1.Start with vacuum-cleaning upholstered surfaces in the seating area-Upholstery fabric is usually colour-fast and can be washed with detergent. Organic solvents, should be tested on an inconspicuous spot before use. If the surface or area is not cleaned properly, then the disinfectant will have no effect on the virus. Also, the disinfectant will combine with the dust or soil and leave a permanent spot on the fabric or mesh. Allow the chair or sofa to air-dry. It is very critical to wipe dry the metal part, if not then it will rust the metal. We all understand the importance of how an ergonomic chair is important for a comfortable working experience whether your working from home or from office and therefore it is equally important to correctly disinfect them.
2. To disinfect table surfaces, use a spray-on- Select a disinfectant comprising a two-to-one ratio of 60 to 90 per cent rubbing isopropyl alcohol to water. You can also mix seven grams of bleaching powder to one litre of water to make an effective disinfectant.
3. Wipe down tabletops, end tables, wooden arms and other hard surfaces of your furniture with a cloth soaked in the homemade disinfectant to sanitise them. The surface should stay wet for at least a minute to fully disinfect the piece. Wiping down desk surfaces once or twice a week is very important. Be extra careful with furniture having multiple coats of finish or the kind of laminate it is, it can be damaged by repeated application of harsh detergents or alcohol-based disinfectants. So, ensure you do not go overboard with disinfecting such sensitive surfaces.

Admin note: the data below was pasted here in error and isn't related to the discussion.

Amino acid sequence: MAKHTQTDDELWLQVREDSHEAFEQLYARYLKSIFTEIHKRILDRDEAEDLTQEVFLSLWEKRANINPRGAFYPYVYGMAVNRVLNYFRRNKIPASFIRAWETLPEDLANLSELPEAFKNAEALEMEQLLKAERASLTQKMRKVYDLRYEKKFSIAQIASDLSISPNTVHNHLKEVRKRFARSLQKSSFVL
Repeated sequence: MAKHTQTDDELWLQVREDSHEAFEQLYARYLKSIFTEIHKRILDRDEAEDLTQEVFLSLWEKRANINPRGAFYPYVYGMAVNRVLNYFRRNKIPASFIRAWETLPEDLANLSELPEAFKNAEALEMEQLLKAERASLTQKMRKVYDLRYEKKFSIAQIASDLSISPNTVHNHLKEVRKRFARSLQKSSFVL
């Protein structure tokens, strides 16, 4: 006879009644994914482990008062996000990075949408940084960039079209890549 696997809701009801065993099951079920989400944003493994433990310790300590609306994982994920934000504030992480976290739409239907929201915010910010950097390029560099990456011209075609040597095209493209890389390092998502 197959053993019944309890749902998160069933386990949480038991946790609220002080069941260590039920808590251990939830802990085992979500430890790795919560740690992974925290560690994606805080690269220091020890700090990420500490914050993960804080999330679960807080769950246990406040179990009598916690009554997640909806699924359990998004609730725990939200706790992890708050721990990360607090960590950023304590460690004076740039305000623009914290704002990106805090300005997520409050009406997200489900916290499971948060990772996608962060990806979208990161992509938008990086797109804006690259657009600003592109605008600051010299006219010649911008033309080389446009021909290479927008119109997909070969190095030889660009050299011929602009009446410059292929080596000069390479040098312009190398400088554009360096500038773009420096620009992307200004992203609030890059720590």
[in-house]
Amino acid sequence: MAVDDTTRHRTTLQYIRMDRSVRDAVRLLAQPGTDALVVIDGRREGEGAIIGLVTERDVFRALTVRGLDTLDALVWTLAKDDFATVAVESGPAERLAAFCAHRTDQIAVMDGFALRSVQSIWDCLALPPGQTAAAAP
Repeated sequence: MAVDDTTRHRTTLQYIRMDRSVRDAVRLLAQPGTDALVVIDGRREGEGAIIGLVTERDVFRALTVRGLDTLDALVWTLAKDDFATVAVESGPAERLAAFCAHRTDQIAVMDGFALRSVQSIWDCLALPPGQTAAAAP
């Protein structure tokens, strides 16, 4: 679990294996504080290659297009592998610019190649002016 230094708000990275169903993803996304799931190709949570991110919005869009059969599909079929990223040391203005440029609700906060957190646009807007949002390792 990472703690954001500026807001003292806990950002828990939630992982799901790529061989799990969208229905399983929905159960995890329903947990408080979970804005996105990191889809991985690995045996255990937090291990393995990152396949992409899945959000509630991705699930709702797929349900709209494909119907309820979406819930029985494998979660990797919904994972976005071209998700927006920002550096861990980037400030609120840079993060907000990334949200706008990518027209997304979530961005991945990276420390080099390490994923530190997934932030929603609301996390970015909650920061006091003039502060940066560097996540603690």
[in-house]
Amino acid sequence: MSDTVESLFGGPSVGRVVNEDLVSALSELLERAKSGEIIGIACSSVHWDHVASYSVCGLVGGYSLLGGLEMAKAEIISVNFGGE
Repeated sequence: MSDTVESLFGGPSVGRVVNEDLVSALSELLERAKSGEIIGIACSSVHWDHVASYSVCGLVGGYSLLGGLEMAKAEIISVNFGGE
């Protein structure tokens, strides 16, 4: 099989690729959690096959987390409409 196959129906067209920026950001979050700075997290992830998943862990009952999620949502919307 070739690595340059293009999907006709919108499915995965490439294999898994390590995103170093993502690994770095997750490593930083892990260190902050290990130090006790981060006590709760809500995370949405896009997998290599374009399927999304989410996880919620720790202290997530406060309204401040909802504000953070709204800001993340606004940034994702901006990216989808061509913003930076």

4. How to disinfect properly? Hold the bottle six to eight inches from the furniture and spray the piece until it is covered with a light mist. Let it stay for a couple of minutes and then wipe dry or air dry or else it might damage the surface.